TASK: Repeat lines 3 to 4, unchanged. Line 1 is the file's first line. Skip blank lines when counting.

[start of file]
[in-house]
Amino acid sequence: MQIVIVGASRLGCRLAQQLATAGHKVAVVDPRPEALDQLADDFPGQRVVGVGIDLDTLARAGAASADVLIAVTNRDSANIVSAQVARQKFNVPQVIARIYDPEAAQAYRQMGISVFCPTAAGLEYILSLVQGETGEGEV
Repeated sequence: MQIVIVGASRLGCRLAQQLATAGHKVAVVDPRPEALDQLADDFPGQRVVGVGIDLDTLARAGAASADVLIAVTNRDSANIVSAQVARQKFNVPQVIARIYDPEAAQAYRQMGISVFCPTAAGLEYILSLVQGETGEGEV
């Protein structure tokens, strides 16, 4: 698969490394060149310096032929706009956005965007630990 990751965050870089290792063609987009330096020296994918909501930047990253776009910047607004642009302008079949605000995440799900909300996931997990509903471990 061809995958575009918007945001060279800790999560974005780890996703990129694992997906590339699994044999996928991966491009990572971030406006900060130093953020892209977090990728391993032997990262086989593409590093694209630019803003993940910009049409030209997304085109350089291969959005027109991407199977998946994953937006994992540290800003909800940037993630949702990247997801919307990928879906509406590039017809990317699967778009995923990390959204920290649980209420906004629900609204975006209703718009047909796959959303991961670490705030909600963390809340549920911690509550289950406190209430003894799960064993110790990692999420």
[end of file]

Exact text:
Repeated sequence: MQIVIVGASRLGCRLAQQLATAGHKVAVVDPRPEALDQLADDFPGQRVVGVGIDLDTLARAGAASADVLIAVTNRDSANIVSAQVARQKFNVPQVIARIYDPEAAQAYRQMGISVFCPTAAGLEYILSLVQGETGEGEV
């Protein structure tokens, strides 16, 4: 698969490394060149310096032929706009956005965007630990 990751965050870089290792063609987009330096020296994918909501930047990253776009910047607004642009302008079949605000995440799900909300996931997990509903471990 061809995958575009918007945001060279800790999560974005780890996703990129694992997906590339699994044999996928991966491009990572971030406006900060130093953020892209977090990728391993032997990262086989593409590093694209630019803003993940910009049409030209997304085109350089291969959005027109991407199977998946994953937006994992540290800003909800940037993630949702990247997801919307990928879906509406590039017809990317699967778009995923990390959204920290649980209420906004629900609204975006209703718009047909796959959303991961670490705030909600963390809340549920911690509550289950406190209430003894799960064993110790990692999420």